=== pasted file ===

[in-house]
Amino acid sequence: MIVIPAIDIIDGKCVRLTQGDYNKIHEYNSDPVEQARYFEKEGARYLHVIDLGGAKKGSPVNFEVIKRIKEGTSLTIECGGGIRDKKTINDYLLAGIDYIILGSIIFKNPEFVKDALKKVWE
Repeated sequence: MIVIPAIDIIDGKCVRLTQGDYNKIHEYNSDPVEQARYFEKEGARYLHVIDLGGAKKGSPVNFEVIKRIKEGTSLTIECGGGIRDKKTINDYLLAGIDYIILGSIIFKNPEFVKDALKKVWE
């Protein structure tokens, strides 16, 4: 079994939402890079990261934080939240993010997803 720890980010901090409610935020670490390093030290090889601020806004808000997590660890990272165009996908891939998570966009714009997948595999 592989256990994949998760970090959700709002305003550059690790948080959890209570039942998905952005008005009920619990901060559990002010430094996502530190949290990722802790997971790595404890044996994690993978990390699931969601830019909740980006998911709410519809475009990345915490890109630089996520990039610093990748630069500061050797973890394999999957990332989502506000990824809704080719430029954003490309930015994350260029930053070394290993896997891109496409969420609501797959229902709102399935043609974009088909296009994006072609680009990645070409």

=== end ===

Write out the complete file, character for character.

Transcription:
[in-house]
Amino acid sequence: MIVIPAIDIIDGKCVRLTQGDYNKIHEYNSDPVEQARYFEKEGARYLHVIDLGGAKKGSPVNFEVIKRIKEGTSLTIECGGGIRDKKTINDYLLAGIDYIILGSIIFKNPEFVKDALKKVWE
Repeated sequence: MIVIPAIDIIDGKCVRLTQGDYNKIHEYNSDPVEQARYFEKEGARYLHVIDLGGAKKGSPVNFEVIKRIKEGTSLTIECGGGIRDKKTINDYLLAGIDYIILGSIIFKNPEFVKDALKKVWE
């Protein structure tokens, strides 16, 4: 079994939402890079990261934080939240993010997803 720890980010901090409610935020670490390093030290090889601020806004808000997590660890990272165009996908891939998570966009714009997948595999 592989256990994949998760970090959700709002305003550059690790948080959890209570039942998905952005008005009920619990901060559990002010430094996502530190949290990722802790997971790595404890044996994690993978990390699931969601830019909740980006998911709410519809475009990345915490890109630089996520990039610093990748630069500061050797973890394999999957990332989502506000990824809704080719430029954003490309930015994350260029930053070394290993896997891109496409969420609501797959229902709102399935043609974009088909296009994006072609680009990645070409």